In my last post Introduction to Downhill Racing Part 1, I talked about some of the possible misconceptions non-racers might have about racing. If you haven’t already, I would suggest going back and reading that now. In this post, I hope to answer some of the very basic questions somebody may have before attending their first race.
Note to the reader: Keep in mind, every country is different, I can only speak for how things work in the USA and for races that are sanctioned by USACyling.
How to find a race
Normally I would say a quick web search is the modern way of answering any question. However when it comes to finding downhill races nearby it’s not that simple. Searching for “[your location here] + downhill mountain bike races” comes back with little helpful information. I would still recommend this as a first step, just don’t expect to find much. The next step is to talk to your local bike shop. While they may not know all the details about all the races nearby they probably know somebody who does and/or can help get the information. Another way is through the “find a race” feature on USAC’s website, but I’ve found that to be unreliable at times. Other good sources of information is Downhill forums and websites.
Having a downhill specific bike is not necessary, but it is recommended and will make you life easier. Most courses are rideable on a 6 inch all-mountain bike. The only feature that I would say is an absolute must have is hydraulic disk brakes.
There are a few different age groups: 18 years and under, 19 to 29, 30 to 39, and 40+. Believe it or not but there are many riders who are in their late 40s and 50s who regularly participate.
Note to the reader: USAC uses race ages, which means that whatever age you are by December 31st determines your race age.
There are 4 categories referred to as a “Cat”.
- Cat 3 – For beginner racers who have no or very little racing experience. Most riders will only be in this category for 1 full year of racing.
- Cat 2 – For intermediate riders who do have some racing experience but still need time to polish their skills.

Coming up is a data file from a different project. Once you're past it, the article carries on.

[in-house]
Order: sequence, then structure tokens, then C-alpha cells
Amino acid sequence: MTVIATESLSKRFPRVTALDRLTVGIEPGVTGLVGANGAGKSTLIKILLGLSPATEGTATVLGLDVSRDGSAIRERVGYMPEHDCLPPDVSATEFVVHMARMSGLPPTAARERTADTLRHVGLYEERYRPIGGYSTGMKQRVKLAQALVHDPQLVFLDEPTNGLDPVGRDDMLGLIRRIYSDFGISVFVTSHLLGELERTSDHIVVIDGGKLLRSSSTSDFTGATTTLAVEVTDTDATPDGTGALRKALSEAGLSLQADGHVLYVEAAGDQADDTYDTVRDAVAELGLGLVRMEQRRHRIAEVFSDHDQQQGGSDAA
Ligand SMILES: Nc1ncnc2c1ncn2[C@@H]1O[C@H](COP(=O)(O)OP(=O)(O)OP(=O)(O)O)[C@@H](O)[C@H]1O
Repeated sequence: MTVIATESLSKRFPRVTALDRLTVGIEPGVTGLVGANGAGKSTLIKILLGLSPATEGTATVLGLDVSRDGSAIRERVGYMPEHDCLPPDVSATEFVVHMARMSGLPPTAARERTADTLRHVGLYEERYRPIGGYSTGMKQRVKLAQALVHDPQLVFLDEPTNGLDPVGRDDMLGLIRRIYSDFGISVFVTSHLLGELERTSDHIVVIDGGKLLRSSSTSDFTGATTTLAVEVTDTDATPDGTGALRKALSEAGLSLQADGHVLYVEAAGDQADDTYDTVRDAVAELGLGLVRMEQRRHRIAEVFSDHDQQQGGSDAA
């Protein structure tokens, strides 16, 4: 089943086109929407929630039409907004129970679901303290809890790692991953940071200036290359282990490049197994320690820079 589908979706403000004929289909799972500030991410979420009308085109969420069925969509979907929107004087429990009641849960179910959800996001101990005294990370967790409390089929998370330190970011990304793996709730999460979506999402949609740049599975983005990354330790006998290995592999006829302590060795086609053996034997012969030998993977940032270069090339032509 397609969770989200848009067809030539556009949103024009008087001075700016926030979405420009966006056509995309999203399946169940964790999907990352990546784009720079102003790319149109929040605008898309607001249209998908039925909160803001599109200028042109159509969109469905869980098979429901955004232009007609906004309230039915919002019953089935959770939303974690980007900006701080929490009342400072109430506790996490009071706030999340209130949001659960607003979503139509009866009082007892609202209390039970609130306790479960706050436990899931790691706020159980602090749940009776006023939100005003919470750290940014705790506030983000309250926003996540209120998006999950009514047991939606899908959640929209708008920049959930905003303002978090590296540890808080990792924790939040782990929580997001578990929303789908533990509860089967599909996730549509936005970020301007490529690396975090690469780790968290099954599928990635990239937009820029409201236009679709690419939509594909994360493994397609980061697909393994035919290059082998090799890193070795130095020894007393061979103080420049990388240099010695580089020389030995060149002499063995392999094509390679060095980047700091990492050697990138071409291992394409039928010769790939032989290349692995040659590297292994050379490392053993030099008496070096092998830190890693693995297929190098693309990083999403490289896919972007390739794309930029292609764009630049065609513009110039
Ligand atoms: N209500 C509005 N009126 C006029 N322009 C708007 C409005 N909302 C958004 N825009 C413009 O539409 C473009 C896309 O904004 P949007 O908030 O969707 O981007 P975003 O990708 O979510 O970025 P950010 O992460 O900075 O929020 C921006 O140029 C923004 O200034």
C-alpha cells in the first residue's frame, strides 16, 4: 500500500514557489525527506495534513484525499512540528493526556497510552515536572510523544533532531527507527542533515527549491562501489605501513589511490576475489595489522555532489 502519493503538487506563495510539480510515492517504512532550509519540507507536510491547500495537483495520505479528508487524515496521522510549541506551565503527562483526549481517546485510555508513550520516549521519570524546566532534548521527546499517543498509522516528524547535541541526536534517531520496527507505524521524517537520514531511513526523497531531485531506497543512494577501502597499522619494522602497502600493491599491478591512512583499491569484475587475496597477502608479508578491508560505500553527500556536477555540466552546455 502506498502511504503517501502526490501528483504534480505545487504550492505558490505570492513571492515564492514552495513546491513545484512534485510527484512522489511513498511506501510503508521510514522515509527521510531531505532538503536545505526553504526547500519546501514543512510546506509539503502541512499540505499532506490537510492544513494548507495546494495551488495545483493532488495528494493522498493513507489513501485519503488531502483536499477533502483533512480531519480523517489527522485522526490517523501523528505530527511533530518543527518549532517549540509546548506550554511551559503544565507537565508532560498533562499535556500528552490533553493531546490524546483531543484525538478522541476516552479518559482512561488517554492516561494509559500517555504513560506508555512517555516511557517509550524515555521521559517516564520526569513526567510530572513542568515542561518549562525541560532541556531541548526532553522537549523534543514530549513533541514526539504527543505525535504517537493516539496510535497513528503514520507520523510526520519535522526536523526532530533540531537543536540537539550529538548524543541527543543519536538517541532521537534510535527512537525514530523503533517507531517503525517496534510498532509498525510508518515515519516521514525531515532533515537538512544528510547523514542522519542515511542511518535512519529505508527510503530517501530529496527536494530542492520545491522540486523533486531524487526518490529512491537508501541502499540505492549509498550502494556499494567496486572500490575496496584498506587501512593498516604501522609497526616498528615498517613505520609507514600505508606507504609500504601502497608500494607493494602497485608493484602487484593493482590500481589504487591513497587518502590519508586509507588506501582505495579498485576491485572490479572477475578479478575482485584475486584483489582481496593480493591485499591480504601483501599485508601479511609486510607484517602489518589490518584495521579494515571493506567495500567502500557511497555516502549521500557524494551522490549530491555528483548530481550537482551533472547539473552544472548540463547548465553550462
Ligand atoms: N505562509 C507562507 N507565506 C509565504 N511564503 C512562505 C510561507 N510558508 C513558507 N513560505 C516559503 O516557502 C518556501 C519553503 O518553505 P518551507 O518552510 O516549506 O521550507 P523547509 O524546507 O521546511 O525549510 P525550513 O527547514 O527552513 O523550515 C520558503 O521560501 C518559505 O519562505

- Cat 1 – is for expert racers who are proficient racers and are really starting to take it seriously. Riders must have excelled while in Cat 2 before upgrading to Cat 1.
- Pro – Professional is for riders who have dedicated a greater portion of their life to cycling. However they do not necessarily make a living strictly from racing. In order for a rider to upgrade to pro they need to meet a certain amount of wins in Cat 1 before requesting an upgrade.
|Photo by Paul Jerry
What category should I enter?
This is a question I know I had when I first started out, and now that I’m more experienced I get quite often. The safe answer is to start out as in Cat 3 and work your way up. However if you have significant experience racing in another related sport (like BMX, or Motocross) you may want to consider skipping directly to Cat 2. The skill level between Cat 3 and Cat 2 is not very consistent. Sometimes a veteran BMXer will enter his first race as a cat 3 and find that his time would have put him in 1st for Cat 2.
Every USAC race requires a license, however for cat 3 and cat 2 there is the option of purchasing a daily license as opposed to an annual license. The necessary forms will be provided at the race registration. However for Cat 1 rider and Pro rider, and annual license is mandatory. This can be done online through USAC’s website.
If you are under 18
If you are under 18, be aware that you need a parent or guardian to sign and fill out the waivers and paperwork. You will not be eligible to participate in the event without their consent. If your parent cannot attend the race it is possible to download and print the registration and waiver out and then fill in the information. In some cases you may need to have a Notary Public sign as a witness. If in doubt, contact the race promoter, and they will assist you through the process.
How to prepare
If this is you first race don’t worry too much. Going out and riding your bike should be sufficient. Just go to your first race and enjoy the experience, don’t take it too seriously. With that said, watching some of Fabien Barrel’s how to videos and the like can only help. Basic physical conditioning won’t hurt either, but the majority of the race is a mental game and as far as I know there is no better way to train that other than racing.
|Photo By Tom Grundy
What to bring to the race
Most obviously your bike, your helmet, gloves, and other protective gear. Don’t be ashamed to wear pads. A few other things that may not be as obvious are tools, spare tubes, food, water, coolers, folding chairs, and EZ-up tents. That being said, the best thing to bring is a friend who wants to race too. You can both share the experience together and split travel costs.
This can be tricky. It varies from resort to resort. Some places offer condos dirt cheap during the off season. Others are in the boonies and you may be forced to camp. Contact the race promoter, and or mountain and see what they recommend, sometimes they have worked out discounted rates with nearby hotels. Camping can be a great way to meet new people when you first start out.
I realize that you may know most of this information already. More information can be found in the rule book on the USAC website. The purpose was to cover the absolute basics before I start progressing to other aspects of racing. If you have any questions, ask them below, and I will either answer them in the comments and/or include them in future posts.
Finally here is a [incomplete] list of DH race series in the USA.
http://www.easternstatescup.com/ (MA, ME, NH, VT, NY, NJ)
http://www.gravityeastseries.com/ (PA, NY, NJ)
http://nwcup.com/ (WA, OR)